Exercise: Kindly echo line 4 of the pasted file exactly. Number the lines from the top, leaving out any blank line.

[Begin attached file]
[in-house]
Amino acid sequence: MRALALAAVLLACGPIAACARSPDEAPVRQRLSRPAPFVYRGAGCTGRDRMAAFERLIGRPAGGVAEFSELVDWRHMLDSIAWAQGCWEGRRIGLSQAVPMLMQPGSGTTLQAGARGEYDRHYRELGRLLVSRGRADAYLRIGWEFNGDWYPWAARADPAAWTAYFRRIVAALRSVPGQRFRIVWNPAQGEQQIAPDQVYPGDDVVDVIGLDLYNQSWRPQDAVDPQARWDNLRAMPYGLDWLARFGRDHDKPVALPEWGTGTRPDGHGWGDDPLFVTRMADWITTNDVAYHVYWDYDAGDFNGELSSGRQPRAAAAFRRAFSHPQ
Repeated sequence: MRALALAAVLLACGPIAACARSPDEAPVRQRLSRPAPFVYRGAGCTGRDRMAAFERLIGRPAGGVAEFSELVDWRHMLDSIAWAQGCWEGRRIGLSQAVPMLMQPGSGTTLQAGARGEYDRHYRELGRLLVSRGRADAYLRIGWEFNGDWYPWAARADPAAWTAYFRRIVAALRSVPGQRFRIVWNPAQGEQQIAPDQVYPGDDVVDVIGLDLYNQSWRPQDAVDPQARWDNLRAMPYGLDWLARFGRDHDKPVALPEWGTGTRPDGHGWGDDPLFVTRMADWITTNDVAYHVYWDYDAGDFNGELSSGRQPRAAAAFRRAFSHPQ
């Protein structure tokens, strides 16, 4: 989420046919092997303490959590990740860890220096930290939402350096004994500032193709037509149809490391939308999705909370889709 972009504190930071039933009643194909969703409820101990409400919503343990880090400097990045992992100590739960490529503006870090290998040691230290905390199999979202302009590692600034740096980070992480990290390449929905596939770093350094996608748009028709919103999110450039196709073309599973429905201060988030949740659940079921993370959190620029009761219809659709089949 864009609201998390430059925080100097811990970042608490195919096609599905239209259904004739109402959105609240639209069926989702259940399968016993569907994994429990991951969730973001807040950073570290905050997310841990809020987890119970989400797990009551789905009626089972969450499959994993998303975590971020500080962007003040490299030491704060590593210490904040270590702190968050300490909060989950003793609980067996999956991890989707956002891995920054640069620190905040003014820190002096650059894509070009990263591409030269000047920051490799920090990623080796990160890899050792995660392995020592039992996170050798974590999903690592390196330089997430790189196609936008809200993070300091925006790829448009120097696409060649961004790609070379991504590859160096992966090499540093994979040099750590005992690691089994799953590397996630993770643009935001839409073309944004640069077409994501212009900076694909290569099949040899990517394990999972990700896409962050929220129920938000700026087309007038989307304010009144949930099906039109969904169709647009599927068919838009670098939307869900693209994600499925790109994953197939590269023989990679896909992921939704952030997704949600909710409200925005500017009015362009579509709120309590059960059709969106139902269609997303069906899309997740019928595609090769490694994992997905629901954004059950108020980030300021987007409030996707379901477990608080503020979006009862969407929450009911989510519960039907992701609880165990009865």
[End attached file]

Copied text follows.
């Protein structure tokens, strides 16, 4: 989420046919092997303490959590990740860890220096930290939402350096004994500032193709037509149809490391939308999705909370889709 972009504190930071039933009643194909969703409820101990409400919503343990880090400097990045992992100590739960490529503006870090290998040691230290905390199999979202302009590692600034740096980070992480990290390449929905596939770093350094996608748009028709919103999110450039196709073309599973429905201060988030949740659940079921993370959190620029009761219809659709089949 864009609201998390430059925080100097811990970042608490195919096609599905239209259904004739109402959105609240639209069926989702259940399968016993569907994994429990991951969730973001807040950073570290905050997310841990809020987890119970989400797990009551789905009626089972969450499959994993998303975590971020500080962007003040490299030491704060590593210490904040270590702190968050300490909060989950003793609980067996999956991890989707956002891995920054640069620190905040003014820190002096650059894509070009990263591409030269000047920051490799920090990623080796990160890899050792995660392995020592039992996170050798974590999903690592390196330089997430790189196609936008809200993070300091925006790829448009120097696409060649961004790609070379991504590859160096992966090499540093994979040099750590005992690691089994799953590397996630993770643009935001839409073309944004640069077409994501212009900076694909290569099949040899990517394990999972990700896409962050929220129920938000700026087309007038989307304010009144949930099906039109969904169709647009599927068919838009670098939307869900693209994600499925790109994953197939590269023989990679896909992921939704952030997704949600909710409200925005500017009015362009579509709120309590059960059709969106139902269609997303069906899309997740019928595609090769490694994992997905629901954004059950108020980030300021987007409030996707379901477990608080503020979006009862969407929450009911989510519960039907992701609880165990009865």